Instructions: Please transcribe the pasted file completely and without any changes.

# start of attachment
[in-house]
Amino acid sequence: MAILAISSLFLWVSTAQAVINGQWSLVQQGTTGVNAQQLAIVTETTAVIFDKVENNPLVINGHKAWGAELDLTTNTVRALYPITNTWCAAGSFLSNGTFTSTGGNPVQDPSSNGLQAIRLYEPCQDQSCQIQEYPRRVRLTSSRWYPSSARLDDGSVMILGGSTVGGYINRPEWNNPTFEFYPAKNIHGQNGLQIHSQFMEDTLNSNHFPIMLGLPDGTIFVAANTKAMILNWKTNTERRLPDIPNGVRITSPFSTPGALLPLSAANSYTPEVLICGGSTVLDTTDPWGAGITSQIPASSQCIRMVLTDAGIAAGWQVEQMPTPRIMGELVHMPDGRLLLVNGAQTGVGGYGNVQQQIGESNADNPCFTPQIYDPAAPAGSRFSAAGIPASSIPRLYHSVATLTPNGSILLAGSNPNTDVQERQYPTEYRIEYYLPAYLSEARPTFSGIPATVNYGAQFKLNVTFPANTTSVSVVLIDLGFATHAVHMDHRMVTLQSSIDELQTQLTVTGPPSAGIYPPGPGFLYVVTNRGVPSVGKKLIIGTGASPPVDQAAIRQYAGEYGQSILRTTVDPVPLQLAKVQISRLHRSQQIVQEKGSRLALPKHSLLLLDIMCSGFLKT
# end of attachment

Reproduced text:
[in-house]
Amino acid sequence: MAILAISSLFLWVSTAQAVINGQWSLVQQGTTGVNAQQLAIVTETTAVIFDKVENNPLVINGHKAWGAELDLTTNTVRALYPITNTWCAAGSFLSNGTFTSTGGNPVQDPSSNGLQAIRLYEPCQDQSCQIQEYPRRVRLTSSRWYPSSARLDDGSVMILGGSTVGGYINRPEWNNPTFEFYPAKNIHGQNGLQIHSQFMEDTLNSNHFPIMLGLPDGTIFVAANTKAMILNWKTNTERRLPDIPNGVRITSPFSTPGALLPLSAANSYTPEVLICGGSTVLDTTDPWGAGITSQIPASSQCIRMVLTDAGIAAGWQVEQMPTPRIMGELVHMPDGRLLLVNGAQTGVGGYGNVQQQIGESNADNPCFTPQIYDPAAPAGSRFSAAGIPASSIPRLYHSVATLTPNGSILLAGSNPNTDVQERQYPTEYRIEYYLPAYLSEARPTFSGIPATVNYGAQFKLNVTFPANTTSVSVVLIDLGFATHAVHMDHRMVTLQSSIDELQTQLTVTGPPSAGIYPPGPGFLYVVTNRGVPSVGKKLIIGTGASPPVDQAAIRQYAGEYGQSILRTTVDPVPLQLAKVQISRLHRSQQIVQEKGSRLALPKHSLLLLDIMCSGFLKT